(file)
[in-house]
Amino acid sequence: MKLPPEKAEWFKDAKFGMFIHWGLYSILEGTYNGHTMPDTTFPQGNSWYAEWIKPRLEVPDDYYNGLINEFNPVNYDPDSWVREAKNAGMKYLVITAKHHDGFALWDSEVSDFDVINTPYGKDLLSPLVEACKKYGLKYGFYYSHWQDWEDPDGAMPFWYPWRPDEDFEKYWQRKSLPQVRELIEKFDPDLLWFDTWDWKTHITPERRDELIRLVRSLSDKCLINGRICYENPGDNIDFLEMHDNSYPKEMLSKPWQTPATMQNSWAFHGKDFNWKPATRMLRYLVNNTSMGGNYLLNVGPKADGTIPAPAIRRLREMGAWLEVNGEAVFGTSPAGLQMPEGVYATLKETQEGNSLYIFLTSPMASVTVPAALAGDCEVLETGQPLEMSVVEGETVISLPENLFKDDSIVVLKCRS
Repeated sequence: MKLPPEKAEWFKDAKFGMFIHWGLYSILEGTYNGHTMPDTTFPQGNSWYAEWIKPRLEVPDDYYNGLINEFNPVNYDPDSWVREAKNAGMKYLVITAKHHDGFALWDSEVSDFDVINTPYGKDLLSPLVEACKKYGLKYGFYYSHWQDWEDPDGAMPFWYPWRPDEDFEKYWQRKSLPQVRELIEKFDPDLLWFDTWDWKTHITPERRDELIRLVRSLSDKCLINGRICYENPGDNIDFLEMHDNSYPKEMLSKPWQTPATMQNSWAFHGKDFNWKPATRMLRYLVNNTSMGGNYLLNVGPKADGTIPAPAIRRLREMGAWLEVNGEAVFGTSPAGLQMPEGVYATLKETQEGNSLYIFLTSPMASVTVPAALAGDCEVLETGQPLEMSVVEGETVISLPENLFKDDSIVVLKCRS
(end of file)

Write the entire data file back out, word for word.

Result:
[in-house]
Amino acid sequence: MKLPPEKAEWFKDAKFGMFIHWGLYSILEGTYNGHTMPDTTFPQGNSWYAEWIKPRLEVPDDYYNGLINEFNPVNYDPDSWVREAKNAGMKYLVITAKHHDGFALWDSEVSDFDVINTPYGKDLLSPLVEACKKYGLKYGFYYSHWQDWEDPDGAMPFWYPWRPDEDFEKYWQRKSLPQVRELIEKFDPDLLWFDTWDWKTHITPERRDELIRLVRSLSDKCLINGRICYENPGDNIDFLEMHDNSYPKEMLSKPWQTPATMQNSWAFHGKDFNWKPATRMLRYLVNNTSMGGNYLLNVGPKADGTIPAPAIRRLREMGAWLEVNGEAVFGTSPAGLQMPEGVYATLKETQEGNSLYIFLTSPMASVTVPAALAGDCEVLETGQPLEMSVVEGETVISLPENLFKDDSIVVLKCRS
Repeated sequence: MKLPPEKAEWFKDAKFGMFIHWGLYSILEGTYNGHTMPDTTFPQGNSWYAEWIKPRLEVPDDYYNGLINEFNPVNYDPDSWVREAKNAGMKYLVITAKHHDGFALWDSEVSDFDVINTPYGKDLLSPLVEACKKYGLKYGFYYSHWQDWEDPDGAMPFWYPWRPDEDFEKYWQRKSLPQVRELIEKFDPDLLWFDTWDWKTHITPERRDELIRLVRSLSDKCLINGRICYENPGDNIDFLEMHDNSYPKEMLSKPWQTPATMQNSWAFHGKDFNWKPATRMLRYLVNNTSMGGNYLLNVGPKADGTIPAPAIRRLREMGAWLEVNGEAVFGTSPAGLQMPEGVYATLKETQEGNSLYIFLTSPMASVTVPAALAGDCEVLETGQPLEMSVVEGETVISLPENLFKDDSIVVLKCRS